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K-State Today

February 8, 2012

'Lessons After Katrina: Youth Leadership and Community Activism' lecture and workshop with Minh Nguyen

Submitted by Michele Janette

Minh Nguyen is a first generation Vietnamese-American, and a member of the Vietnamese refugee community that formed on the outskirts of New Orleans after the Vietnam War. Not only was this community devastated by Katrina, but in the aftermath of the hurricane, New Orleans officials approved a fast track set‐up of a landfill to dump all the ruined household goods and building materials in his neighborhood – despite the fact that the landfill would be immediately next to a wetlands reserve and to canals that the community farmed as a major food source.

The community organized, fought back and won in a story that united generations, races and classes. Nguyen was one of the youth leaders of the campaign to stop the landfill, and has since founded a permanent Youth Leadership Association to address the needs of his community. His lecture and workshop address both how to mobilize in response to an emergency, and also how to sustain local activism and grassroots commitment.

Nguyen's lecture, "Lessons After Katrina Youth Leadership and Community Activism," is at 4 p.m. Thursday, Feb. 9, in Town Hall of the Leadership Studies Building.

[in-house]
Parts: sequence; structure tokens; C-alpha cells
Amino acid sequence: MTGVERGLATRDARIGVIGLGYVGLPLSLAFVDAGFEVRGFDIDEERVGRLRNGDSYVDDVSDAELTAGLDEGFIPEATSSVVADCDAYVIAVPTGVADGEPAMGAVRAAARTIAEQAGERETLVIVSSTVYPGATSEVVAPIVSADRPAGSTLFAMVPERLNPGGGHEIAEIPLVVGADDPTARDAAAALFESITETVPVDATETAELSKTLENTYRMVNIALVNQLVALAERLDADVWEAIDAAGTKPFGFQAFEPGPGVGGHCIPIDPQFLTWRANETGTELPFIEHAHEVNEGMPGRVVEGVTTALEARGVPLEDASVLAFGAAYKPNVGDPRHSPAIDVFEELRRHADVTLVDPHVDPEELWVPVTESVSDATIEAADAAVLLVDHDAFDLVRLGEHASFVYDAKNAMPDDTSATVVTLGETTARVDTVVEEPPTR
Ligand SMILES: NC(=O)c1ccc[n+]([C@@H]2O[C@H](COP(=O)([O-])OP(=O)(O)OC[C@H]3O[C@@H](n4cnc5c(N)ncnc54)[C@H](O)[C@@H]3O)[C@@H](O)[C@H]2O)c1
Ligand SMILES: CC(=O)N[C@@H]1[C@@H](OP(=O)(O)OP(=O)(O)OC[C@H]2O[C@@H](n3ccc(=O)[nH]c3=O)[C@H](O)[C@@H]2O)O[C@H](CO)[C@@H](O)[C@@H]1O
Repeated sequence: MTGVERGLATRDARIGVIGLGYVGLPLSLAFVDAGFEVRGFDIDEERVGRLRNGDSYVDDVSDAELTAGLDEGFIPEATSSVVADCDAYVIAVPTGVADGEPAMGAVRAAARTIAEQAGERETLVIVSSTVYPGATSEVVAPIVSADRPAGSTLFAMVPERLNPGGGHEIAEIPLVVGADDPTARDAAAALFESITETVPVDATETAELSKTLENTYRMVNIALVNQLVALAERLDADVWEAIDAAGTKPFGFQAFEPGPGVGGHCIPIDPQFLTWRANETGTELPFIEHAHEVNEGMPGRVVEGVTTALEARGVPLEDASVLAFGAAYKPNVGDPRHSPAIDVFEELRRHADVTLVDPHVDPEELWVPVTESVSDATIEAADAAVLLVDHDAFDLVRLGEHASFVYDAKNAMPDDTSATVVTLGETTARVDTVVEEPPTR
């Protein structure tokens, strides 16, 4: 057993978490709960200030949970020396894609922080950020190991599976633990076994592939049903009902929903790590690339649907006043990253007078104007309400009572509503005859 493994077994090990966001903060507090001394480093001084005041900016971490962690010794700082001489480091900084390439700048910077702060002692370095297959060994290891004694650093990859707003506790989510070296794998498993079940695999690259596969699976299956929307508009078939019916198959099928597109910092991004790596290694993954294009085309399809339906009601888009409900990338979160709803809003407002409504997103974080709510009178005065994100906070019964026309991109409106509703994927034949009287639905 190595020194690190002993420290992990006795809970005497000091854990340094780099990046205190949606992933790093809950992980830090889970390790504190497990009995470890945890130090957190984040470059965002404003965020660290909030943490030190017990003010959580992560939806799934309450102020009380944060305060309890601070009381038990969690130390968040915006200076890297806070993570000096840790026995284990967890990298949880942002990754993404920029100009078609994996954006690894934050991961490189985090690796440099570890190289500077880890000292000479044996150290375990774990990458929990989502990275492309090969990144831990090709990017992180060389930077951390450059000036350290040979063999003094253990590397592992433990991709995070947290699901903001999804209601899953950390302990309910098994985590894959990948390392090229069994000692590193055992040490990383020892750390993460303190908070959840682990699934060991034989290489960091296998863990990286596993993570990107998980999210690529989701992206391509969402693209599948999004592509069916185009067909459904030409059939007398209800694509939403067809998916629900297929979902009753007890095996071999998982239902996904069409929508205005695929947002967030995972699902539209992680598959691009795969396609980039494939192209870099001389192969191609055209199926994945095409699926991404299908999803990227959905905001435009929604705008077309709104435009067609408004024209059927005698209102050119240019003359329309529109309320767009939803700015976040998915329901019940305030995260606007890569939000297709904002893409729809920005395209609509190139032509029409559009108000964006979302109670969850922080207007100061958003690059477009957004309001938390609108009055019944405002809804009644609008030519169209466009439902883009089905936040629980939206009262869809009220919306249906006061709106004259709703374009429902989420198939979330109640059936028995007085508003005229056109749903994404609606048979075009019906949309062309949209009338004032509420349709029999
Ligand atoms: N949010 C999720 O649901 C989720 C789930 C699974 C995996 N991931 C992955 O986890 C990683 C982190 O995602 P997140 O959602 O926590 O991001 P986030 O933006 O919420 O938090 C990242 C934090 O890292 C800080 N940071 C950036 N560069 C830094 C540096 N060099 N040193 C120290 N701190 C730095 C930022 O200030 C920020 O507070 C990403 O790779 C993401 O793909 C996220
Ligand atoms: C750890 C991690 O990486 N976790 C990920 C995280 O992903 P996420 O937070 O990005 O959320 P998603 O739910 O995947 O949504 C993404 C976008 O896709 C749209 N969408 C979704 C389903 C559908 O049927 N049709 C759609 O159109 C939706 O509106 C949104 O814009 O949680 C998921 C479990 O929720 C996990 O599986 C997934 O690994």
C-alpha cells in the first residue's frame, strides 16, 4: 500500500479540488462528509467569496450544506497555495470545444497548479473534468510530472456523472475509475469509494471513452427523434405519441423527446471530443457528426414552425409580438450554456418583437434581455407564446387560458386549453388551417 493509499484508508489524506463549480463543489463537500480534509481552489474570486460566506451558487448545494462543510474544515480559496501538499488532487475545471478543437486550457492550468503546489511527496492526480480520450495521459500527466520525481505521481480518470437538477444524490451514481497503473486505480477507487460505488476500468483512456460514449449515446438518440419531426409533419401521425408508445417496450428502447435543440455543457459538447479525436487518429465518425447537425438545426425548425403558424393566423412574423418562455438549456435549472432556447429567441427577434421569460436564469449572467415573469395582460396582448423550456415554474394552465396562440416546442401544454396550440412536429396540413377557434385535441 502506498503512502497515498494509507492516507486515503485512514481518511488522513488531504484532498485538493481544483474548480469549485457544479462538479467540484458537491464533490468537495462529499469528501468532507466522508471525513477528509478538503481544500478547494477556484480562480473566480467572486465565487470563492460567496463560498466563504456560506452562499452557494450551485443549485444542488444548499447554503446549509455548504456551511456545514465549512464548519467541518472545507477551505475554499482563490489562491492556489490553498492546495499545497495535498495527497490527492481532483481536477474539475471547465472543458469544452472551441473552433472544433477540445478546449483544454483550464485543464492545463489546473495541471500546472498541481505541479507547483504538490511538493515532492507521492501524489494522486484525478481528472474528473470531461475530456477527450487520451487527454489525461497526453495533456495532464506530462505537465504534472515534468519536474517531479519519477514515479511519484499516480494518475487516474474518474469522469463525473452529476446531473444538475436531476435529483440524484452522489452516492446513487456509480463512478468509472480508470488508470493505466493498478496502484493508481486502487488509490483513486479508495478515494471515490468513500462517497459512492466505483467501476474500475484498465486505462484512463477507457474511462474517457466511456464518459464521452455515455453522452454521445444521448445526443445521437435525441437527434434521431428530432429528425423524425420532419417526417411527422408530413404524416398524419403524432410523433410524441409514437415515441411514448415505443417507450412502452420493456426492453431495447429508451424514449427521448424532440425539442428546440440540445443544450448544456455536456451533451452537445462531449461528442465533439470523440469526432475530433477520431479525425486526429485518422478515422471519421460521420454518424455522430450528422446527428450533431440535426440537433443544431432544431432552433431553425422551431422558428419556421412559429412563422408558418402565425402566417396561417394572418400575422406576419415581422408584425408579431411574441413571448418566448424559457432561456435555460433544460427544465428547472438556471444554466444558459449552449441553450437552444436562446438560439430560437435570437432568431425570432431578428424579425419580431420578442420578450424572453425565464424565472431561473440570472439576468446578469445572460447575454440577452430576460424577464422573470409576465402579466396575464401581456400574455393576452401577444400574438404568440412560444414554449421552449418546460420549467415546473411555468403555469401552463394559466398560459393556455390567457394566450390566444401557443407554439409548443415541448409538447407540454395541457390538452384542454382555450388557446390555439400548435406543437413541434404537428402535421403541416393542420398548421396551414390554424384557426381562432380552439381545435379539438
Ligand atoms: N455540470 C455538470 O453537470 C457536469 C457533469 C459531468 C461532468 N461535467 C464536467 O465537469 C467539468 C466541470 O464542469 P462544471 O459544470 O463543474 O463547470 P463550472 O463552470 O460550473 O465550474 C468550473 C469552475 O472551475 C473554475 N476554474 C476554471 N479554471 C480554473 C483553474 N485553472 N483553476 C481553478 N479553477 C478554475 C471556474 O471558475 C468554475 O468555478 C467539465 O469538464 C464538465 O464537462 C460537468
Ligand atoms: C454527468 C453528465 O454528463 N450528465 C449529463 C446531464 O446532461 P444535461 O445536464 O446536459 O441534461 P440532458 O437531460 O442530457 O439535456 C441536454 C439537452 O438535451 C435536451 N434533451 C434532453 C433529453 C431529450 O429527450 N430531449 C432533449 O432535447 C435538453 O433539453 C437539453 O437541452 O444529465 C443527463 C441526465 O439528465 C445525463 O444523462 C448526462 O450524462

He will also offer a workshop and brownbag lunch on community mobilization in emergencies from 12:30-2:30 p.m. Friday, Feb. 10, in the conference room of the Leadership Studies Building. Seating is limited at the workshop, please contact mjanette@k-state.edu for more details. 

Nguyen's talk will be of particular interest to readers of this year's First Year Experience book: "Zeitoun," since his experiences also deal with a community that was left off the political map as New Orleans dealt with the devastation of Katrina. Environmental justice advocates and those invested in building youth leadership and community alliances across differences in race, age, religion and nation of origin will also find Nguyen's lecture useful. Plus, he is an extremely entertaining, inspirational speaker!

If you'd like more detailed background on the campaign to stop the landfill, I encourage you to watch the documentary film "A Village Called Versailles," which is owned by Hale Library, and also has a good accompanying website. 

This event is sponsored by the women’s studies department, the

leadership program, the honors program and the DOW Multicultural Resource Center of Hale Library.